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ANU stood up for academic freedom in rejecting Western Civilisation degree

Co-authored with Brian Schmidt. Published in The Conversation, 30 June 2018

The Australian National University's decision to withdraw from negotiations with the Ramsay Centre over its proposed very generous gift in support of a new Western Civilisation degree program continues to generate strident criticism from certain quarters, enthusiastically endorsed by the The Australian newspaper in particular.

The nub of the critique is that we were intimidated into submission by a coterie of leftist staff and students ideologically hostile to the West and all its works and determined to prevent its intellectual and cultural traditions being taught in any kind of respectful way.

Nothing could be further from the truth, as we made clear in a long piece answering our critics in The Australian.

There was and remains strong support across our University – with its great humanities traditions – for new teaching and research capacity in this area. We are attracted by the wide-ranging “great books” courses taught in some prominent American universities and colleges.

And we remain wholly willing to craft a similar degree course here designed to convey understanding and respect for the great Western traditions – albeit in our own way: analytically rigorous, not triumphalist, and open to comparisons being drawn, as appropriate, with other major intellectual and cultural traditions.

What we remain adamantly unwilling to do is compromise our academic autonomy, integrity and freedom in any way in pursuit of financial support.

We withdrew from the Ramsay negotiations not because of any cold feet about the substance of the program, but because of our concerns about the extraordinarily prescriptive, micro-management, controlling approach by the Ramsay Centre to its governance, particularly in relation to curriculum and staffing decisions.

Our explanation has not been accepted by the Ramsay side, with its CEO Simon Haines writing in The Australian a detailed rebuttal under the heading “Evans and Schmidt have their facts wrong.”

Nor has it been accepted by that newspaper itself, with its editorial that day headed “Reasons for ANU rejecting Ramsay do not stack up” and its publication of a stream of correspondence to the same effect since.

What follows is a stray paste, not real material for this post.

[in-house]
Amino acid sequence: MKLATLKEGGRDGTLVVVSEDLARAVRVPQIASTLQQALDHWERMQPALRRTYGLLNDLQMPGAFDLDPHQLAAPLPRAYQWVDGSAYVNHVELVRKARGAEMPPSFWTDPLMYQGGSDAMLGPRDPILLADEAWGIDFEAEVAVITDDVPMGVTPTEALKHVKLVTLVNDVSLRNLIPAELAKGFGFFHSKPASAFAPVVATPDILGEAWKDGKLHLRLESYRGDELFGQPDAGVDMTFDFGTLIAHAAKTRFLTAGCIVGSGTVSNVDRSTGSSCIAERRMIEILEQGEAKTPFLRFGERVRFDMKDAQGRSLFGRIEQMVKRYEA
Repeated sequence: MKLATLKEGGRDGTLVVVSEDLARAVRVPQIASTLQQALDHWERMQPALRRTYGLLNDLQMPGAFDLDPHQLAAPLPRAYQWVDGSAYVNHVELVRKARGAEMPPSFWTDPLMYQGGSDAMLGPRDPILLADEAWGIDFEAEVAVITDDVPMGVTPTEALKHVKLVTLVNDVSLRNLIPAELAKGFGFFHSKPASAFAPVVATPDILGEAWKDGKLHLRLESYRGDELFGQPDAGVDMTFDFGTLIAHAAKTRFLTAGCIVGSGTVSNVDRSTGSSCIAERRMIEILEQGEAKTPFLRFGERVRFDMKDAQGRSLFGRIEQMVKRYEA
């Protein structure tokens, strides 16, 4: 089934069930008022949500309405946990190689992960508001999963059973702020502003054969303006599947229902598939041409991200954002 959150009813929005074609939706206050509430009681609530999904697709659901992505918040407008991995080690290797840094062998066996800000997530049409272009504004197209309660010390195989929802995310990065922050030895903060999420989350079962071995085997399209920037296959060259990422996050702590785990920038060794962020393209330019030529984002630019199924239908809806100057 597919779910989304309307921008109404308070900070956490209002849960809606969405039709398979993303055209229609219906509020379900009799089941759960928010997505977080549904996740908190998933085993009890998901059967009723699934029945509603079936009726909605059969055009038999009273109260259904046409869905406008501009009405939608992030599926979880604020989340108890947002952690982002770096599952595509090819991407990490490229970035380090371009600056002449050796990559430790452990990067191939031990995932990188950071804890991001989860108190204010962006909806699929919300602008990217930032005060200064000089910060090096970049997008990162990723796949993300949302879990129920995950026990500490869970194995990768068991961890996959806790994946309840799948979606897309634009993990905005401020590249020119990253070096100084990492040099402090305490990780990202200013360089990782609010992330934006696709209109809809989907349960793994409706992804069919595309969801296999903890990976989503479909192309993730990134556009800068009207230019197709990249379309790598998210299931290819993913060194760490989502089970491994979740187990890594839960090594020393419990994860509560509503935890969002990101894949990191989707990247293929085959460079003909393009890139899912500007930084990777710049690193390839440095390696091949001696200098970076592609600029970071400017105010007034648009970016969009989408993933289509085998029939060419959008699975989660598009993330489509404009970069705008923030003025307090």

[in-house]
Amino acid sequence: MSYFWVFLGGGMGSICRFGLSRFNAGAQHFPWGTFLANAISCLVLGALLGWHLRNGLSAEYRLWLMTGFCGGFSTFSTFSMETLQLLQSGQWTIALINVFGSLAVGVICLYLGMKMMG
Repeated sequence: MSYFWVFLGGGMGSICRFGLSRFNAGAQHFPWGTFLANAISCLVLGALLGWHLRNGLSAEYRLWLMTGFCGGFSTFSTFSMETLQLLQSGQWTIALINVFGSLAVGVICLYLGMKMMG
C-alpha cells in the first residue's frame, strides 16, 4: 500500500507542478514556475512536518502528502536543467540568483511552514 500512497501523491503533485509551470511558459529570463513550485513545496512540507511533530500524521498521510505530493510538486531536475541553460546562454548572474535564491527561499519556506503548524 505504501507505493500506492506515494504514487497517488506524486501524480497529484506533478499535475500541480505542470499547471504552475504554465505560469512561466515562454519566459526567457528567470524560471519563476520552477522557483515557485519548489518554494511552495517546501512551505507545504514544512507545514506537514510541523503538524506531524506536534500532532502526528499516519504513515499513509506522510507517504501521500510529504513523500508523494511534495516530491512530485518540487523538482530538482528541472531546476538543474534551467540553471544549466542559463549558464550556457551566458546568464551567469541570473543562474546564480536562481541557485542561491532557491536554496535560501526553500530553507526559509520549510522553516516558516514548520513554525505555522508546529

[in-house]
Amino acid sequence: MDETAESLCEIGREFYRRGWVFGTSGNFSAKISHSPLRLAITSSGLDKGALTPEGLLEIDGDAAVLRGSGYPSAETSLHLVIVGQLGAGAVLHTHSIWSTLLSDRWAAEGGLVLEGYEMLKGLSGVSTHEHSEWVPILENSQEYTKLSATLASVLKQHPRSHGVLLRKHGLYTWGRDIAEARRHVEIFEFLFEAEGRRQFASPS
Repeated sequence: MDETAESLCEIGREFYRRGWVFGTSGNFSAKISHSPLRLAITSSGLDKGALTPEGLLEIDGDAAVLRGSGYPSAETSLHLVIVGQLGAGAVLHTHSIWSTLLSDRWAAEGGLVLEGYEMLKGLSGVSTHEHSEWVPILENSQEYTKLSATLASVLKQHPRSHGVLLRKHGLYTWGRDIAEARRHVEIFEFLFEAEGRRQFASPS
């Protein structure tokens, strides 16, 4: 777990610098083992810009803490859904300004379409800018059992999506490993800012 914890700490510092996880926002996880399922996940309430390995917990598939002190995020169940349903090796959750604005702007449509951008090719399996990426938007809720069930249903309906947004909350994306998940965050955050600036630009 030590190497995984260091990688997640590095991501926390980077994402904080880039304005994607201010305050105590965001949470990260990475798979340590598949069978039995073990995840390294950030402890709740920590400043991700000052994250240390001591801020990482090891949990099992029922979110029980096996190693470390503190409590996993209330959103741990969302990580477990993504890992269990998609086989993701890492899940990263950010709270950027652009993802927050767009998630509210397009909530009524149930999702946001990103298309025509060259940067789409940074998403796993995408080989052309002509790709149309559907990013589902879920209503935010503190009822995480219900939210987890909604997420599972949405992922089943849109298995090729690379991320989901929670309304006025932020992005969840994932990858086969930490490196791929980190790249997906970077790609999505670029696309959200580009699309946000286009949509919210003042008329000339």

As tiresome as the back-and-forth may be for some readers, we don’t believe we can now let the matter rest there. It is not only ANU’s reputation at stake, but that of every major university in the country.

If the Ramsay narrative takes hold that our governance concerns had no substance, Greg Sheridan’s weekend fulmination that “humanities are a lost cause at our big universities” and that no self-respecting philanthropist should ever give to them again will become accepted wisdom.

We asked The Australian last Thursday to publish our reply to the allegations we had our facts wrong, but the paper has declined to do so. So here, for the record, is our point by point response to the Ramsay CEO’s version of events.

Friendly negotiations

It is not disputed that the discussions between Ramsay and our negotiating team which began early this year were generally collegial, friendly, and enthusiastic.

The ANU wanted the gift, wanted an agreement to be reached, and multiple efforts were made by our team to try to find common ground. Until the negotiations finally broke down we remained upbeat about the possibility of a mutually acceptable outcome, and that optimism was reflected in the “Frequently Asked Questions” document then posted on the ANU website.

But all those discussions were conducted by our side on the usual basis that nothing was agreed until everything was agreed – and that everything was subject to reference to, and agreement by, the Vice-Chancellor, and endorsement by the University Council chaired by the Chancellor.